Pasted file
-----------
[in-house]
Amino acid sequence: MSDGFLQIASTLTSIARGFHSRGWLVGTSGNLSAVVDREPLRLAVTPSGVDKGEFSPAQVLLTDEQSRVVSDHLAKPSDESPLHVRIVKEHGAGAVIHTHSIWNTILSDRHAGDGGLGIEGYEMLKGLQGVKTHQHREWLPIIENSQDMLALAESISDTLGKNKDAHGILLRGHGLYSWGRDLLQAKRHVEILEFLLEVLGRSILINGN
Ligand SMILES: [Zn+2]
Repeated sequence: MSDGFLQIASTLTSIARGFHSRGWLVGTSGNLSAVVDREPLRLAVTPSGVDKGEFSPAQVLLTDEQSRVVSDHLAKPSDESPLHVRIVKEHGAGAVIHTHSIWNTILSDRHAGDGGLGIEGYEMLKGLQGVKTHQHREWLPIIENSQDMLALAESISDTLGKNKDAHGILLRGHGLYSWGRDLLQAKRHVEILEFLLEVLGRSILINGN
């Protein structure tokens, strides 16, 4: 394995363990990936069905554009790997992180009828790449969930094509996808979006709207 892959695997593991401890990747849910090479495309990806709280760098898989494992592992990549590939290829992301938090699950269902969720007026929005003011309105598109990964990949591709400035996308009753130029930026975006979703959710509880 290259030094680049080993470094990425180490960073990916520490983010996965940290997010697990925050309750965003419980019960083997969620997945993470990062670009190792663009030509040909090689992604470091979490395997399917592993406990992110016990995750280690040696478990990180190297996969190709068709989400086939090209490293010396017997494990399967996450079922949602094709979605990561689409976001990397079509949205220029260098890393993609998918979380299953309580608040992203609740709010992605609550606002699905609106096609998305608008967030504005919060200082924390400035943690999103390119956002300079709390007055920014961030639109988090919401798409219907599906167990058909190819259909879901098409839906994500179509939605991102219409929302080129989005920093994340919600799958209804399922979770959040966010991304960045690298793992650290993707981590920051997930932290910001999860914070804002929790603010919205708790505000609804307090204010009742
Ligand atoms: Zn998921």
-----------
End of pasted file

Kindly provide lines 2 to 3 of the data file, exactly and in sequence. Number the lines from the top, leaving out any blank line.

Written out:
Amino acid sequence: MSDGFLQIASTLTSIARGFHSRGWLVGTSGNLSAVVDREPLRLAVTPSGVDKGEFSPAQVLLTDEQSRVVSDHLAKPSDESPLHVRIVKEHGAGAVIHTHSIWNTILSDRHAGDGGLGIEGYEMLKGLQGVKTHQHREWLPIIENSQDMLALAESISDTLGKNKDAHGILLRGHGLYSWGRDLLQAKRHVEILEFLLEVLGRSILINGN
Ligand SMILES: [Zn+2]